With guns, there should be more processes if you want to prove you can handle a gun, have the right mental state, or the ability to dismantle one if there was ever a time to.

I hope that with all our generations, something can be done. Whether it’s helping someone’s mentality or doing some kind of gun reform or checks and balances- here’s hoping we can make the number of shootings a little less in 2019.

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Guns in America

How to Deal With Gun Violence in the US

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Author, in a maroon turtleneck standing with their hands on their hips in front of a white wall and granite top table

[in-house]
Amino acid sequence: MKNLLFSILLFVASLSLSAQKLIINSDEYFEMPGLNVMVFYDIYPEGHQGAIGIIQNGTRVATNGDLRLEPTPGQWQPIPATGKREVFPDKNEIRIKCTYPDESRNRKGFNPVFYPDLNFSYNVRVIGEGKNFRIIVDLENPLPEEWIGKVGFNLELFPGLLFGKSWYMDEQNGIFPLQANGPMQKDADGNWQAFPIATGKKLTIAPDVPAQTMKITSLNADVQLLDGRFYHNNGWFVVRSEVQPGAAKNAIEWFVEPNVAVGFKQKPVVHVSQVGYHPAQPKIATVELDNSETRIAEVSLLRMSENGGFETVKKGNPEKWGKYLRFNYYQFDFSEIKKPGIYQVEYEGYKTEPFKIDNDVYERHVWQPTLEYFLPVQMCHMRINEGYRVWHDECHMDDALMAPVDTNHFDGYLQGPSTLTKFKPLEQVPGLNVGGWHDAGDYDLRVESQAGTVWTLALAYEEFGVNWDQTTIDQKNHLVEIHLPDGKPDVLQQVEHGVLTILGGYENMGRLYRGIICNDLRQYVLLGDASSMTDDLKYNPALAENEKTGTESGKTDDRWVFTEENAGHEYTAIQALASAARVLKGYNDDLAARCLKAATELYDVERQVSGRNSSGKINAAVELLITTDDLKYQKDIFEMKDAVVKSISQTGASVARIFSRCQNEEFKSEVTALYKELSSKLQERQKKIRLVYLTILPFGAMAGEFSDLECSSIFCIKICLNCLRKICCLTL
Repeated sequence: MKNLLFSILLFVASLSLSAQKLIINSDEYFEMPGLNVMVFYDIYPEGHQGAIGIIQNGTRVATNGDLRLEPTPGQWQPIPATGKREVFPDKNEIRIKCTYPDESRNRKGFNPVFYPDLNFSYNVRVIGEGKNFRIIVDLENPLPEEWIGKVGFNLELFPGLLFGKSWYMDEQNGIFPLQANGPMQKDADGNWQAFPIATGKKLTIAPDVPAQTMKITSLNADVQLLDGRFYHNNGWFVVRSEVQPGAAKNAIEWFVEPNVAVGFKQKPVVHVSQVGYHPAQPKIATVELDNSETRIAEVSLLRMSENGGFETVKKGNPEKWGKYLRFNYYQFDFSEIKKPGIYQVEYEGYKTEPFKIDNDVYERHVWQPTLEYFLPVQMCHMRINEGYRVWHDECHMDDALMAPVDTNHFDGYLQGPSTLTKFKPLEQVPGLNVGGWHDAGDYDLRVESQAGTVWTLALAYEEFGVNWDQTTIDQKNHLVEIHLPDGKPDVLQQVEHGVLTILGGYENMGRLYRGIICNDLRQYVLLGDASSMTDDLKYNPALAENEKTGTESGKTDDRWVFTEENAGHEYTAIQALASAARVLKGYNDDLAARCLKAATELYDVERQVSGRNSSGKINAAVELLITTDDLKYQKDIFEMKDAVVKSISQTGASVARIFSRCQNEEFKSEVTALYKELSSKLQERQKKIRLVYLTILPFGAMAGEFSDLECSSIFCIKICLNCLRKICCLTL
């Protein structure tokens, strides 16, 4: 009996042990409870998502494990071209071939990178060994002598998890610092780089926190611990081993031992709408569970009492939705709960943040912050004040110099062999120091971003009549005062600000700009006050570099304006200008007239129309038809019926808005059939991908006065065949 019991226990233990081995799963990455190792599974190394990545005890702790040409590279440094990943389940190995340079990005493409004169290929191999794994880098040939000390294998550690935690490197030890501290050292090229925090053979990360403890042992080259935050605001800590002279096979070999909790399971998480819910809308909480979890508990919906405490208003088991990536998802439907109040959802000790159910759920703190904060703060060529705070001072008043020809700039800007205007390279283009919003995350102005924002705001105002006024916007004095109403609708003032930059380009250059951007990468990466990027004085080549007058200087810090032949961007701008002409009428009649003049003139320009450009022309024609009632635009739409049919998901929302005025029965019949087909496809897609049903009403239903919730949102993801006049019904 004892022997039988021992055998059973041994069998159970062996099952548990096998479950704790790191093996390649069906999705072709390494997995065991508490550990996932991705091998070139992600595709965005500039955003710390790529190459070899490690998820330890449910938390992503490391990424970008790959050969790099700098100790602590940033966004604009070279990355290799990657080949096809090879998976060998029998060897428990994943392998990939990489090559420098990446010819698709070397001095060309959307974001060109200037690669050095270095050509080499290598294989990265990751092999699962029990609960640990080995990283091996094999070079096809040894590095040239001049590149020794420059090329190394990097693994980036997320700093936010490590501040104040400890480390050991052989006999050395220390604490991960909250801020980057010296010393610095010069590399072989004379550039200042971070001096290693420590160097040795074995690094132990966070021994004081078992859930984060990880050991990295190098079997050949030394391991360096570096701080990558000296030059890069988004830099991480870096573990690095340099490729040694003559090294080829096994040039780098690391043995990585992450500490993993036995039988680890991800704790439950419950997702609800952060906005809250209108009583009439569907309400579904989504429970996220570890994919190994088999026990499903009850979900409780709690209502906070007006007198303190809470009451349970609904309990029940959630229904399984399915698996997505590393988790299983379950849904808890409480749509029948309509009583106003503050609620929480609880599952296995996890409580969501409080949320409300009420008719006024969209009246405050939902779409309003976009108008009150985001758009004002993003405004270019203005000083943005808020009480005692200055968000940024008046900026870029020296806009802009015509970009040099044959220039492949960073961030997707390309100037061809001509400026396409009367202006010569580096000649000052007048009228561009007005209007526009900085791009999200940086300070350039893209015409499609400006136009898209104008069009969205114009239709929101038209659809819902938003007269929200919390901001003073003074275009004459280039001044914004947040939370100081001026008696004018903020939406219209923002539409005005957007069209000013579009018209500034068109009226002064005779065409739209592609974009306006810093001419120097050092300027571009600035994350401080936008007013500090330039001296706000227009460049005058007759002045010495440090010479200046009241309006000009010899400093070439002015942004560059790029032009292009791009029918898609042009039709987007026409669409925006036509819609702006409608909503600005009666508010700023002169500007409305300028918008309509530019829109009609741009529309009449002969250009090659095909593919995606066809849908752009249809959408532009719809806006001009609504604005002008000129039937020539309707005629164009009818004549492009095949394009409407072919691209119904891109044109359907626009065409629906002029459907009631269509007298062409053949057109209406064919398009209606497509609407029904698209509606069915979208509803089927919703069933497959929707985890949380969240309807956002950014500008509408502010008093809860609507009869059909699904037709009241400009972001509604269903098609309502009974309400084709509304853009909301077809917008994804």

New York City, NY

While I cannot necessarily bolster the conception that gun violence in the U.S. is directly tied to a single ‘root cause,’ I would not hesitate to suggest that many of the causes of gun violence are well-defined.

I feel inclined to first dismiss two theories I believe to be little more than distractions some people choose to use in the ‘gun debate’ and while I will exclude a deep statistical analysis from my response, I’d encourage anybody reading this to do a simple Google search on the subjects, respectively.

Gun violence is in no way directly linked to entertainment, specifically video games and television.

The research has been conducted and this myth from the 1980s has been thoroughly crossed out. If anything video games can act as an outlet for an otherwise troubled and aggressive person.